It's not just about road safety, crime is also a threat — Netstar warning to drivers

20 May 2021 - 09:51 By suthentira govender
Crime is posing a threat to the safety of SA road users, says Netstar. File Photo
Crime is posing a threat to the safety of SA road users, says Netstar. File Photo
Image: Supplied

As the world observes UN Global Traffic Safety Week it is becoming more apparent that South African drivers need to develop a broader understanding of road safety — including crime awareness — to be safe on the roads.

This is according to Netstar's MD Pierre Bruwer, who encouraged drivers to be vigilant against all threats to their safety — not just traditional road safety challenges like speeding, following distance and roadworthiness.

The sixth UN Global Traffic Safety Week runs from May 17-23 under the slogan “Streets For Life”.

“While our crime levels are quite high in SA , there are a number of things we can do to make ourselves safe on the roads.

“Anyone who wants to be safe on the road needs to take that into account. It’s vital that we follow the rules of the road, but protecting yourself, your family and your assets also means being vigilant and protecting yourself against crime,” said Bruwer.

More than 4,500 carjackings were reported in the first quarter of this year, according to the most recent crime statistics released by the SA Police Service — a 4.9% increase. There were also 354 truck hijackings and 42 cash-in-transit robberies.

Bruwer said these figures point to a broader set of safety threats on SA roads, besides the traditional concerns of speeding, drunk driving and vehicle fitness.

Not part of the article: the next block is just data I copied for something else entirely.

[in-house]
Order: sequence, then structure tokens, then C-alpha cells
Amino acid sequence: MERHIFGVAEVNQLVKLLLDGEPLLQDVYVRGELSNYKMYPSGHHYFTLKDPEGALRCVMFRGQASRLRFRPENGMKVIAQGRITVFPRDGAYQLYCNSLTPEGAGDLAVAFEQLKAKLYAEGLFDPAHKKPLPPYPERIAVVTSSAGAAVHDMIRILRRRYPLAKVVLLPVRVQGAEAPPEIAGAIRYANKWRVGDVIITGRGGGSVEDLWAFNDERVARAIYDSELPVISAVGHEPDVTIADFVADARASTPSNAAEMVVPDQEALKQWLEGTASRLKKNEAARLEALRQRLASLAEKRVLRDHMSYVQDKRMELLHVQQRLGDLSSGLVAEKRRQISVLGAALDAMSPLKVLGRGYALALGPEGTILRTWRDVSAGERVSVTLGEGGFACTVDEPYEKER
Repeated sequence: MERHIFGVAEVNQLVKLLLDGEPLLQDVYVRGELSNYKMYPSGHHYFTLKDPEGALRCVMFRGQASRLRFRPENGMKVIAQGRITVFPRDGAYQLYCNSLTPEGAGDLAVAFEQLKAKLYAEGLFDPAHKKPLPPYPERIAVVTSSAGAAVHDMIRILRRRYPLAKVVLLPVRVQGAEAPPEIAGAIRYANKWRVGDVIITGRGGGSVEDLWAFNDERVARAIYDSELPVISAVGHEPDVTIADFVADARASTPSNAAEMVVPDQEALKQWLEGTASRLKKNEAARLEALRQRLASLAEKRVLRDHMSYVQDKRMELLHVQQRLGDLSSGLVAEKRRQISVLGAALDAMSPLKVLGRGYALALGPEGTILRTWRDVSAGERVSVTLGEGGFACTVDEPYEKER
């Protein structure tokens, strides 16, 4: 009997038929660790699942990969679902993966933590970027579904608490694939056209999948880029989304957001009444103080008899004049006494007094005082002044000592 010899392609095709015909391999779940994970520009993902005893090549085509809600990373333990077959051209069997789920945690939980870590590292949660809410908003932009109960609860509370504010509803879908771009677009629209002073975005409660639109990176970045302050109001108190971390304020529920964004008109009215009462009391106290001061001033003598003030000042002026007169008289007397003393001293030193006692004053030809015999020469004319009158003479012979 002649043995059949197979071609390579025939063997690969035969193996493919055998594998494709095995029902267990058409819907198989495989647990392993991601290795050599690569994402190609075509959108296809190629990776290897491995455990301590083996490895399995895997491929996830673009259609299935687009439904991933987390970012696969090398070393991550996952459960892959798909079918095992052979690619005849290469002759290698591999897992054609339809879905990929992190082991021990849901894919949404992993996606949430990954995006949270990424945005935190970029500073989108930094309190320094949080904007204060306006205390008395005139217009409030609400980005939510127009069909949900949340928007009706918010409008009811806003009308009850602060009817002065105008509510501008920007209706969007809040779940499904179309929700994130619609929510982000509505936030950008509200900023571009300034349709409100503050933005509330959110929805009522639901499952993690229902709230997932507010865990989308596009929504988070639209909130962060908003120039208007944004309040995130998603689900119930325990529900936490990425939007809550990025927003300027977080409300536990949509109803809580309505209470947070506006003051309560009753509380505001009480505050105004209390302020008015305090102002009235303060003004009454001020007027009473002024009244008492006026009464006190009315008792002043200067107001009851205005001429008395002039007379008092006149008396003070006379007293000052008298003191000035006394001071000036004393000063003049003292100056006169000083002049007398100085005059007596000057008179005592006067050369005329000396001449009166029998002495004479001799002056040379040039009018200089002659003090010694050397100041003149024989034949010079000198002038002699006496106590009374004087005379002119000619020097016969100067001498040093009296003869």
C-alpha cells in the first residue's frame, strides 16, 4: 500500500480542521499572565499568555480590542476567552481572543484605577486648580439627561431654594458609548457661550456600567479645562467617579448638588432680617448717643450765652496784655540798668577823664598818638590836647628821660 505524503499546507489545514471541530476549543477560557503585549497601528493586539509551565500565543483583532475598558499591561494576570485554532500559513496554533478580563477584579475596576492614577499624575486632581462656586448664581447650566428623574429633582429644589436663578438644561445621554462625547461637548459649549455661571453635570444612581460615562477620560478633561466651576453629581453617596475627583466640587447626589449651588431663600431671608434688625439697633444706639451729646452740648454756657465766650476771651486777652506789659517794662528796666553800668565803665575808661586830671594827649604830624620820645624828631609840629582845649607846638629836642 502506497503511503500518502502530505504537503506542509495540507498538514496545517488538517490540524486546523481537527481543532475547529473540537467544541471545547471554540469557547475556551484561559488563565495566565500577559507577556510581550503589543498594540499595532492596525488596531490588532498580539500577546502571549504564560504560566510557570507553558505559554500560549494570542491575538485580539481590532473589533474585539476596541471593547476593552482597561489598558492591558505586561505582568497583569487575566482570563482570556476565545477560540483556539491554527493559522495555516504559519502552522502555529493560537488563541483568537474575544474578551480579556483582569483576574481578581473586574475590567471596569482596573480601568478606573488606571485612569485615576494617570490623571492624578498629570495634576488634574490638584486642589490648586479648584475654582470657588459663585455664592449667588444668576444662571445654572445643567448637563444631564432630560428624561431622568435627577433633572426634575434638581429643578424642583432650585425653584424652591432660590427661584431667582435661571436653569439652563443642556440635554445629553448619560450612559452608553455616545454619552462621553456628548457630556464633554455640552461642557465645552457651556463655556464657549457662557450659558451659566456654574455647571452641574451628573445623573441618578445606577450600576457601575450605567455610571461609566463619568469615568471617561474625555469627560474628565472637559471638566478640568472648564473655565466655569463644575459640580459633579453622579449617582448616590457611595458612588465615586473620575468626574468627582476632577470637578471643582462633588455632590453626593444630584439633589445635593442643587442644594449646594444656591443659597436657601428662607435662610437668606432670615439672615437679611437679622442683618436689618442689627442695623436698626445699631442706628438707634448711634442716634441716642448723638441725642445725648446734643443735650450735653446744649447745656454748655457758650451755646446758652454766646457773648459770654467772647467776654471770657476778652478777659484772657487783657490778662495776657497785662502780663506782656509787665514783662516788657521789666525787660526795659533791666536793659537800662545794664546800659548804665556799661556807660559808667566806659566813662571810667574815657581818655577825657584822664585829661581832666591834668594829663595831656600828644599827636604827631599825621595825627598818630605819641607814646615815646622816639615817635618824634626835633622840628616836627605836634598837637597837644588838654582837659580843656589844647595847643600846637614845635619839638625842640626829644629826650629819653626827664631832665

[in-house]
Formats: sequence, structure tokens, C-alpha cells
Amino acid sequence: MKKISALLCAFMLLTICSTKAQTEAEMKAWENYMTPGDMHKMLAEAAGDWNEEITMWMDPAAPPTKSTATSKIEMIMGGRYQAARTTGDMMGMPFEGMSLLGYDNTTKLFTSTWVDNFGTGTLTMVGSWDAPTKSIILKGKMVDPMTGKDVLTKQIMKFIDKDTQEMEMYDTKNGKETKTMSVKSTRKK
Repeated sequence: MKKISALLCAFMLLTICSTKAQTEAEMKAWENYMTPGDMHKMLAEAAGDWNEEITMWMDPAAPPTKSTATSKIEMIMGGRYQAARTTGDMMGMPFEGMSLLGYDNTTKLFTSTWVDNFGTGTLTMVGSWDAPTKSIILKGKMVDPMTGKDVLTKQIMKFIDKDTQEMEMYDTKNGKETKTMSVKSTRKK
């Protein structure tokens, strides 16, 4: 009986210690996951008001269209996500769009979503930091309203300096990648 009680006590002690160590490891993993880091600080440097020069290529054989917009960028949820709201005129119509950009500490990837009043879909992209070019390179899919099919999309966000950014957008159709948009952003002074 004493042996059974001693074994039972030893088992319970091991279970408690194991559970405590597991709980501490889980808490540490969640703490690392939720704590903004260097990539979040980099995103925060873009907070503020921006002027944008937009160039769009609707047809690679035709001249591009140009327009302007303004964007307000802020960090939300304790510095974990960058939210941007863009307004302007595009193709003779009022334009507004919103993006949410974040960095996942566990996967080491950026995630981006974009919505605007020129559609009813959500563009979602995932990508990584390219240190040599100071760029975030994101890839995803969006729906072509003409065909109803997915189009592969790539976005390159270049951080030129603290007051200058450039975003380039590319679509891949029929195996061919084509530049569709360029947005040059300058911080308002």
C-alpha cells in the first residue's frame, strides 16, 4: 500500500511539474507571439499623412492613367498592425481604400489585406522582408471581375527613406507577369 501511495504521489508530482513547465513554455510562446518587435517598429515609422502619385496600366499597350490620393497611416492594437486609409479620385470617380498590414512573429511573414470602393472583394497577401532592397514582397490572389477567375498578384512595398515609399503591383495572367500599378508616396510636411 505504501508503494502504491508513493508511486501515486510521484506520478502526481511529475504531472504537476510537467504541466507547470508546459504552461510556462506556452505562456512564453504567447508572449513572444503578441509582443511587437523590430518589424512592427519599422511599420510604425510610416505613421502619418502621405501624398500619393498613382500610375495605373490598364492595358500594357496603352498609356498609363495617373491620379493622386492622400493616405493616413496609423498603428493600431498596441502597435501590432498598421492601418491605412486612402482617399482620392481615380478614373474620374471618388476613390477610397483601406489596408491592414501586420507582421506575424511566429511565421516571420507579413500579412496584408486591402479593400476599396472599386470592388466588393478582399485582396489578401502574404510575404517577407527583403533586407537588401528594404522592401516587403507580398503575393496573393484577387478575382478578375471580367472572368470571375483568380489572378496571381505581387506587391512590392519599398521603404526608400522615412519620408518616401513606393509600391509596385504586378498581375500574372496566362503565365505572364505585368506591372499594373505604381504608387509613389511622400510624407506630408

Johan Jonck, spokesperson for Arrive Alive, echoed this sentiment, pointing out that the Covid-19 pandemic was also leading to a wider variety of road-safety threats.

Jonck said that vehicle crimes had been rising again since the end of lockdown.

He said this was likely due to people becoming desperate after the negative impact Covid-19 has had on the economy.

“As road users, we need to sharpen up a bit, and think South African. For instance, with many roads in poor condition, and the danger of crime, we should reduce driving at night. Because of reckless driving by others, we should approach all intersections with caution, regardless of what colour the traffic light is. It’s all about preventive awareness.”

Jonck also recommended that drivers be on the lookout for potential crime scenarios when on the road, and reduce speed significantly when driving in urban areas.

Bruwer agreed that crime awareness needed to be a core part of road safety awareness, and pointed out that there were numerous technologies that could help to protect road users.

“Fortunately, we can also use technology to protect and connect us, and ensure we’re safe when we’re on the roads — in every way.”

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